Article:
There’s a special issue of the journal (vol. 95, no. 3) featuring several papers on p-values. There’s also a discussion that I wrote, which does not appear in the journal (for reasons explained below) but which I extract and link to below. First, the papers in the special section:
P values, hypothesis testing, and model selection: it’s déjà vu all over again
Aaron M. Ellison, Nicholas J. Gotelli, Brian D. Inouye, Donald R. Strong
In defense of P values
Paul A. Murtaugh
The common sense of P values
Perry de Valpine
To P or not to P?
Jarrett J. Barber, Kiona Ogle
P values are only an index to evidence: 20th- vs. 21st-century statistical science
K. P. Burnham, D. R. Anderson
Model selection for ecologists: the worldviews of AIC and BIC
Ken Aho, DeWayne Derryberry, Teri Peterson
In defense of P values: comment on the statistical methods actually used by ecologists
John Stanton-Geddes, Cintia Gomes de Freitas, Cristian de Sales Dambros
Comment on Murtaugh
Recurring controversies about P values and confidence intervals revisited
Paul A. Murtaugh
Finally there’s my own contribution, The problem with p-values is how they’re used:
I agree with Murtaugh (and also with Greenland and Poole 2013, who make similar points from a Bayesian perspective) that with simple inference for linear models, p-values are mathematically equivalent to confidence intervals and other data reductions, there should be no strong reason to prefer one method to another. In that sense, my problem is not with p-values but in how they are used and interpreted.
Based on my own readings and experiences (not in ecology but in a range of social and environmental sciences), I feel that p-values and hypothesis testing have led to much scientific confusion by researchers treating non-significant results as zero and significant results as real. . . .
I have, on occasion, successfully used p-values and hypothesis testing in my own work, and in other settings I have reported p-values (or, equivalently, confidence intervals) in ways that I believe have done no harm, as a way to convey uncertainty about an estimate (Gelman 2013). In many other cases, however, I believe that null hypothesis testing has led to the publication of serious mistakes . . .
The article under discussion reveals a perspective on statistics which, by focusing on static data, is much different from mine. Murtaugh writes:
Data analysis can be always be redone with different statistical tools. The suitability of the data for answering a particular scientific question, however, cannot be improved upon once a study is completed. In my opinion, it would benefit the science if more time and effort were spent on designing effective studies with adequate replication, and less on advocacy for particular tools to be used in summarizing the data.
I do not completely agree with this quotation, nor do I entirely agree with its implications. First, the data in any scientific analysis are typically not set in stone, independent of the statistical tools used in the analysis. Often I have found that the most important benefit derived from a new statistical method is that it allows the inclusion of more data in drawing scientific inferences. . . .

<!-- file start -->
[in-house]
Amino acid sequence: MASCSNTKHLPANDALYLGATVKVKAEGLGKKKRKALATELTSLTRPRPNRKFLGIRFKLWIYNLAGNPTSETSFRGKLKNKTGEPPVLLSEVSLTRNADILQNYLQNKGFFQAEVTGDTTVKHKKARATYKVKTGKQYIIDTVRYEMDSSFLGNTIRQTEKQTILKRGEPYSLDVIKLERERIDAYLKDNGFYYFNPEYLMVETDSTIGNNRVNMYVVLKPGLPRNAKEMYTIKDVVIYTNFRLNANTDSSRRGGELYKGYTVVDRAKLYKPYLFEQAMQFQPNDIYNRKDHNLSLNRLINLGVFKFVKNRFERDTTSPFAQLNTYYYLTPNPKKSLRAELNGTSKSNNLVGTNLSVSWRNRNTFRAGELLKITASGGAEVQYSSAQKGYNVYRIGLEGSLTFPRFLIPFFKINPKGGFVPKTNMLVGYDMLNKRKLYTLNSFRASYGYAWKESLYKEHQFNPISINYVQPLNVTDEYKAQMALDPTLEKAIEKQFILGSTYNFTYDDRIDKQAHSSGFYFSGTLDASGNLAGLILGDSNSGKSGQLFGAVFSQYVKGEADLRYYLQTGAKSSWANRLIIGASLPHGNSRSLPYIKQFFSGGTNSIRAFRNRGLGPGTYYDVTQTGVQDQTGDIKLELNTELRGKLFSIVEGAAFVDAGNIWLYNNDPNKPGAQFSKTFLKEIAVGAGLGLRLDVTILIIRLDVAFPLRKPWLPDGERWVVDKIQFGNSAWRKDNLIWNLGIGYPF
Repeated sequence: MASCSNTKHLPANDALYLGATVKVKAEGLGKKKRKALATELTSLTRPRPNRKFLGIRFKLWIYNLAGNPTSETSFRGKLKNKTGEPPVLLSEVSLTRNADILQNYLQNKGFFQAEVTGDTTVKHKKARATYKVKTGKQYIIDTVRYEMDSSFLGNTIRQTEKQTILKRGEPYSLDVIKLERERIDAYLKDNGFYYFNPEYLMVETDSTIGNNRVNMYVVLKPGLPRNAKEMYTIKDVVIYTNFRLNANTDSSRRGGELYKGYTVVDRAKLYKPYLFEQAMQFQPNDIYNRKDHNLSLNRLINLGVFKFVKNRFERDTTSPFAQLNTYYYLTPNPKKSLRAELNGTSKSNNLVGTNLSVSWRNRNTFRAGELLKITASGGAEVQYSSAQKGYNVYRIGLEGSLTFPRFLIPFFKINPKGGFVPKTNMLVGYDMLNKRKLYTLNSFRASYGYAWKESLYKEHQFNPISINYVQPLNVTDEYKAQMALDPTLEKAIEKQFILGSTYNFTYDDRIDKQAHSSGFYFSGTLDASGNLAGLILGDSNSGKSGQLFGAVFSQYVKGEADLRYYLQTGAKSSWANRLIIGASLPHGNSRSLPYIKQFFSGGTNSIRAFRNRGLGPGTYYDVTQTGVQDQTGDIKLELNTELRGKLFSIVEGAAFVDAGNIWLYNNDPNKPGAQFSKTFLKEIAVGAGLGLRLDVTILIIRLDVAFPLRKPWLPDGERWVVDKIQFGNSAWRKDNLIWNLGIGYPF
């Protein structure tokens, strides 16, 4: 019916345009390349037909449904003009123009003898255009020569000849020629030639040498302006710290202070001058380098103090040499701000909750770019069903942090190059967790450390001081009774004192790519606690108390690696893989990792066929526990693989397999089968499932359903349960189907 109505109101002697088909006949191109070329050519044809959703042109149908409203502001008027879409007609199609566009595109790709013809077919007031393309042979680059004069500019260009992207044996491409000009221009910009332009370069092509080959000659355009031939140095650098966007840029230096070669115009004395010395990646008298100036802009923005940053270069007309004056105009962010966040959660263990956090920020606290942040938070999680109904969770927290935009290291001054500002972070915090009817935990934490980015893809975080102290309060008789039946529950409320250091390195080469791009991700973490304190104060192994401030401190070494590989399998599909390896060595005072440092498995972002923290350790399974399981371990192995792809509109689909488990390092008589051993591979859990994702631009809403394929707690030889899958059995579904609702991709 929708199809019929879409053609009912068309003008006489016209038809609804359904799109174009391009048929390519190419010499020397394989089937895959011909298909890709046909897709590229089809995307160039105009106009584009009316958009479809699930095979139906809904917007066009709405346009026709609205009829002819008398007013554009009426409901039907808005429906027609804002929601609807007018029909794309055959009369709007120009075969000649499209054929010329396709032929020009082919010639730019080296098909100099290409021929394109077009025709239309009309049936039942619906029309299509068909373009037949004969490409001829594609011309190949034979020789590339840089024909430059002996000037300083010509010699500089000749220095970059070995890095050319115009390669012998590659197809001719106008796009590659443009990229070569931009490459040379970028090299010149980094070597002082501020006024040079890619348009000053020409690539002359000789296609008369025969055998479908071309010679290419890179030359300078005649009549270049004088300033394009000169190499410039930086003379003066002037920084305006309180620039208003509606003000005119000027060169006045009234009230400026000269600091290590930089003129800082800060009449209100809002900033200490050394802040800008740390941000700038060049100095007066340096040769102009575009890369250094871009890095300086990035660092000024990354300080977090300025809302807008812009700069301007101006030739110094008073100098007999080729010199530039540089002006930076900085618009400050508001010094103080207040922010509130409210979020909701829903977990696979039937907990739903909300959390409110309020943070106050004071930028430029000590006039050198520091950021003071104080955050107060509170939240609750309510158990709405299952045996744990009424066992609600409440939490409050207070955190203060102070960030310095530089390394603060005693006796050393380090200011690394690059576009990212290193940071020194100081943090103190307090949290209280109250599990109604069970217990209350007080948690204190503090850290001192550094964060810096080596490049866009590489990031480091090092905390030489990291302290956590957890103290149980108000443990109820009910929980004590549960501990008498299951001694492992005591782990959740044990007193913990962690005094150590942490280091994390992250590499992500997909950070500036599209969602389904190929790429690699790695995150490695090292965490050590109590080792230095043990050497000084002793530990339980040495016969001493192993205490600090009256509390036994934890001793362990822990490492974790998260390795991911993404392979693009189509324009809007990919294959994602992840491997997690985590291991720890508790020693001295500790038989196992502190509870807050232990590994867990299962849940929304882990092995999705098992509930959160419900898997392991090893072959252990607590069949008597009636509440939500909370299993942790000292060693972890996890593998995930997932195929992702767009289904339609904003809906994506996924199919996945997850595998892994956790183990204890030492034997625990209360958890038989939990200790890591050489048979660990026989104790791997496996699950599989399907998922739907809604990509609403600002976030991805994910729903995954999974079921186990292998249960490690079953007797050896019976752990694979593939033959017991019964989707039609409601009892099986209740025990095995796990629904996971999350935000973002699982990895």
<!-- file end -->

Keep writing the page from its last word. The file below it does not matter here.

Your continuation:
My second point of disagreement with the quotation above is in the implication that too much time is spent on considering how to perform statistical inference. (Murtaugh writes of “advocacy” but this seems to me to be a loaded term.) It is a well-accepted principle of the planning of research that the design of data collection is best chosen with reference to the analysis that will later be performed. We cannot always follow this guideline—once data have been collected, they will ideally be made available for any number of analyses by later researchers—but it still suggests that concerns of statistical methods are relevant to design.
In conclusion, I share the long-term concern (see Krantz 1999, for a review) that the use of p-values encourages and facilitates a sort of binary thinking in which effects and comparisons are either treated as zero or are treated as real, and also an old-fashioned statistical perspective under which it is difficult to combine information from different sources. The article under discussion makes a useful contribution by emphasizing that problems in research behavior will not automatically be changed by changes in data reductions. The mistakes that people make with p-values, could also be made using confidence intervals and AIC comparisons, and I think it would be good for statistical practice to move forward from the paradigm of yes/no decisions drawn from stand-alone experiments.
Hypothesis testing and p-values are so compelling in that they fit in so well with the Popperian model in which science advances via refutation of hypotheses. . . . But a necessary part of falsificationism is that the models being rejected are worthy of consideration. . . . In common practice, however, the “null hypothesis” is a straw man that exists only to be rejected. In this case, I am typically much more interested in the size of the effect, its persistence, and how it varies across different situations. I would like to reserve hypothesis testing for the exploration of serious hypotheses and not as in indirect form of statistical inference that typically has the effect of reducing scientific explorations to yes/no conclusions.
The journal editors sent me Murtaugh’s paper and invited me to write a short comment, which I did, and it was all set to be published when I found out that there was a $300 publication fee. I couldn’t bring myself to pay money to have the journal publish something that I wrote for them for free! I explained this to the editors who graciously let me withdraw the paper. So instead I’m posting it here, for the marginal cost of approximately $0.